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Robert Jocelyn, 1st Viscount Jocelyn


Robert Jocelyn, 1st Viscount Jocelyn

Robert Jocelyn, 1st Viscount Jocelyn PC (I) SL (c. 1688 ? – 3 December 1756) was an Anglo-Irish politician and member of the Peerage of Ireland. He is best known for serving as Lord Chancellor of Ireland.


Jocelyn was the first known son of Thomas Jocelyn of Sawbridgeworth and Anne Bray, daughter of Thomas Bray of Westminster. His paternal grandfather was Sir Robert Jocelyn, 1st Baronet, a High Sheriff of Hertfordshire.[1] He appears to have studied English law for some time in the office of an attorney named Salkeld in Brooke Street, Holborn, where he made the acquaintance of Philip Yorke, 1st Earl of Hardwicke,[2] (who served concurrently as Lord Chancellor of Great Britain during Jocelyn's term as Lord Chancellor of Ireland) and afterwards Lord Hardwicke.[2]

Jocelyn was admitted as a student of Gray's Inn in 1709, he was called to the Irish bar 27 January 1719, and at a by-election in September 1725 was returned to the Irish House of Commons for Granard, County Longford. He was appointed third serjeant on 28 March 1726, and at the general election in 1727 was elected for Newtown, County Down.[2]

On 4 May 1727 he became Solicitor-General. On the accession of George II Jocelyn was confirmed in his office, and on 22 October 1730 was promoted to the post of Attorney-General, in the place of Thomas Marlay, appointed Lord Chief Baron.[2] In 1739 as Attorney-General he prosecuted Lord Santry.

On the resignation of Thomas, Lord Wyndham, Jocelyn, through the influence of his old friend Lord Hardwicke, was appointed Lord Chancellor (7 September 1739), and took his seat as speaker of the Irish House of Lords at the opening of Parliament on 9 October 1739.[3] He was created Baron Newport, of Newport, in the County Tipperary by letters patent dated 29 November 1743.[4]

As Lord Chancellor, he was one of those charged with designing measures to alleviate the Irish Famine (1740-1741) which was so severe that it became known as "the year of slaughter".

On 3 February 1744 presided as Lord High Steward at the trial of Nicholas, 5th Viscount Netterville, who was indicted for the murder of Michael Walsh.[5] He was created Viscount Jocelyn also in the peerage of Ireland, by letters patent dated 6 December 1755[6] In September 1756 the great seal was put in commission during Jocelyn's absence from Ireland for the recovery of his health. He never returned, and, dying in London on 3 December 1756, aged 68, was buried at Sawbridgeworth, Hertfordshire.[2]

Character assessment and memorials

Jocelyn is described by Lord Chesterfield as "a man of great worth".[7] He possessed an amiable character, and literary and antiquarian tastes. He served no fewer than nine times as one of the lords justices during the absence of the lord-lieutenant from Ireland, and was president of the Dublin Physico-Historical Society.[8] Among the Addit. MSS. in the British Museum there is an interesting letter written by Jocelyn (dated Dublin 2 Nov. 1754) to the Duke of Newcastle, calling the duke's attention to "the very extraordinary height to which the disputes and animosities here have been unhappily carried".[9] Two portraits of Jocelyn by Slaughter were in the possession of the Earl of Roden in 1890. A marble bust by Bacon was erected to his memory in Sawbridgeworth Church by his son.[10]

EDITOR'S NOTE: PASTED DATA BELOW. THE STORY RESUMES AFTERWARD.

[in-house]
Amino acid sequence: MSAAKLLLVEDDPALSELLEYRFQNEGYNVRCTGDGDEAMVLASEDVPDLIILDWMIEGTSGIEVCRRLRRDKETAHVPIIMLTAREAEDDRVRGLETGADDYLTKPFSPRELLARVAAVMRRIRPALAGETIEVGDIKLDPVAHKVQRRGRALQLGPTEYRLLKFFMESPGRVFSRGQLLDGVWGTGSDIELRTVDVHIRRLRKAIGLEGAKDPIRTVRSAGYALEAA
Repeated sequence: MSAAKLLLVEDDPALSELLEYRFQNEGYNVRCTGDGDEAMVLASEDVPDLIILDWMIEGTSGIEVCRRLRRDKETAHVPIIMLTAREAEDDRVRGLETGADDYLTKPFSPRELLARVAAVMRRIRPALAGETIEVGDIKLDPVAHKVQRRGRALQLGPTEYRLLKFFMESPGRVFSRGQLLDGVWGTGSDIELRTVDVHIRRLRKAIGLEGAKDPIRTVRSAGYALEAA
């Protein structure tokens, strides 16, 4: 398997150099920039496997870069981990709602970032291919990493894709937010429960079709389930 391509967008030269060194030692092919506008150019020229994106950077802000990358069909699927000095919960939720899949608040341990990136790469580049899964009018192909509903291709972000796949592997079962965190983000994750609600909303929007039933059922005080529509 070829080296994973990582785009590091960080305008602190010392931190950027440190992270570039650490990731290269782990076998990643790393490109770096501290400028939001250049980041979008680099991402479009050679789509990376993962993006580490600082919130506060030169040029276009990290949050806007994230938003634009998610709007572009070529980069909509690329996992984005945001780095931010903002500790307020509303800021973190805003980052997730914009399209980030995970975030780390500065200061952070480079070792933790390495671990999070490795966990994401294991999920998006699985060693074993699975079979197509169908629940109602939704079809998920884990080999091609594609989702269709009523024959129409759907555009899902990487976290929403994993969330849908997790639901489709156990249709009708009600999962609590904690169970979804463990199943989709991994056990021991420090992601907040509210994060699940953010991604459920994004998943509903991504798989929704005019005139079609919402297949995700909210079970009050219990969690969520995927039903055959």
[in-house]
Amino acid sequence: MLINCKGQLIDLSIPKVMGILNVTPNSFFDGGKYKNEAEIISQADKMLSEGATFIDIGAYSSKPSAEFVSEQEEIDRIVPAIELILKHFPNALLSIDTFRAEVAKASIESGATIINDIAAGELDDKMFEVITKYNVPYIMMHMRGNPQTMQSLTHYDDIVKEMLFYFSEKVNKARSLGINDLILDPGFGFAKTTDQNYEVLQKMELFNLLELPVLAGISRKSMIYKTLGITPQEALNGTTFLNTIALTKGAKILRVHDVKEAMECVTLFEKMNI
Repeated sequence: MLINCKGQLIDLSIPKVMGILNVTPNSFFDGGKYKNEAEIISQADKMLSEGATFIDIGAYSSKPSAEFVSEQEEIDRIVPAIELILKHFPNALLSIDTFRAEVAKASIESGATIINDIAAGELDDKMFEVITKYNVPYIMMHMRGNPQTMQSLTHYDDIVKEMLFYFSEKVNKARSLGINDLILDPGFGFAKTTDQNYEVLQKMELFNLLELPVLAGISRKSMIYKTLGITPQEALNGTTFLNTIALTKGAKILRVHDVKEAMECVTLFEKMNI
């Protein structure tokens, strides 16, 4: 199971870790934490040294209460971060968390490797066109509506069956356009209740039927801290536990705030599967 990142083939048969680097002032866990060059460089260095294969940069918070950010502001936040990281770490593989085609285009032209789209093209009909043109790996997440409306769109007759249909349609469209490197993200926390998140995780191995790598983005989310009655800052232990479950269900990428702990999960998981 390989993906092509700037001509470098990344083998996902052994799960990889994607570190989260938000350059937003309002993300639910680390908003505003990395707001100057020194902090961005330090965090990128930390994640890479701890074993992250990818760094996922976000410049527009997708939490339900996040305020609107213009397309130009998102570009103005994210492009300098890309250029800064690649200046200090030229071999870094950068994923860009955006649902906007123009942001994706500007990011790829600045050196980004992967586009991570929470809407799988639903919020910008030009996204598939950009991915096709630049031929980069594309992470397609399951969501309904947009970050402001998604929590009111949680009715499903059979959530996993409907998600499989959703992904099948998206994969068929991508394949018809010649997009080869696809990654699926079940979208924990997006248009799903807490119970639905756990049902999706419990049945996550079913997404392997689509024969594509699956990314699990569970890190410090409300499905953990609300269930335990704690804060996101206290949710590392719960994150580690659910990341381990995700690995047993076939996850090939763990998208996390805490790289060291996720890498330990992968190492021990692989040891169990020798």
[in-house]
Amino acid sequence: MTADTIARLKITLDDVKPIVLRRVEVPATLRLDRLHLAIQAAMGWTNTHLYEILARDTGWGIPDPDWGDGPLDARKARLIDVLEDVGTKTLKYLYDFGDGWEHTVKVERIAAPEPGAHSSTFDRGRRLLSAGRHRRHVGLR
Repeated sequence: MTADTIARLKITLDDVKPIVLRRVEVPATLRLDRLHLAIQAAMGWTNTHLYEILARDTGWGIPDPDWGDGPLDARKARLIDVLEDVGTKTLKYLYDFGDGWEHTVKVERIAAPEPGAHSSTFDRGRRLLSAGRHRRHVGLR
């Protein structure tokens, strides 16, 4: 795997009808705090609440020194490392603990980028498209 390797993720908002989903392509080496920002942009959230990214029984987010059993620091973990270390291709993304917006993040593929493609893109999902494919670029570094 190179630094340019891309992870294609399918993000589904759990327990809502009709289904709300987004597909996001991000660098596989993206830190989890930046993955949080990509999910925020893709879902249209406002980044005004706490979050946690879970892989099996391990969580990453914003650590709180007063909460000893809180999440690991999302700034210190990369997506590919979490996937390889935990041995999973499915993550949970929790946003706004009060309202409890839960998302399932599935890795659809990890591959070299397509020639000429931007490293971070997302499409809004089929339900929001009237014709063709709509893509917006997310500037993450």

Jocelyn married, first, in 1720, Charlotte (died 23 Feb. 1747), daughter and coheiress of Charles Anderson of Worcester, his only son by whom, Robert|Robert]], succeeded him as second viscount, and was created Earl of Roden of High Roding in the county of Tipperary on 1 December 1771.[2]

On 15 November 1754 Jocelyn married, secondly, Frances, daughter of Thomas Claxton of Dublin, widow of Richard Parsons, 1st Earl of Rosse. She survived her second husband, and died on 25 May 1772.[2]



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Further reading

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  • [3]
Preceded by
James Peppard
Charles Coote
Member of Parliament for Granard
With: Charles Coote
Succeeded by
James Macartney
John Folliott
Preceded by
Richard Tighe
Hon. William Ponsonby
Member of Parliament for Newtownards
With: Sir John Vesey
Succeeded by
Sir John Vesey
Hon. John Ponsonby
Legal offices
Preceded by
Thomas Marlay
Solicitor-General for Ireland
Succeeded by
John Bowes
Preceded by
Thomas Marlay
Attorney-General for Ireland
Succeeded by
John Bowes
Preceded by
The Lord Wyndham
Lord Chancellor of Ireland
Succeeded by
John Bowes
Peerage of Ireland
New creation Viscount Jocelyn
Succeeded by
Robert Jocelyn
Baron Newport
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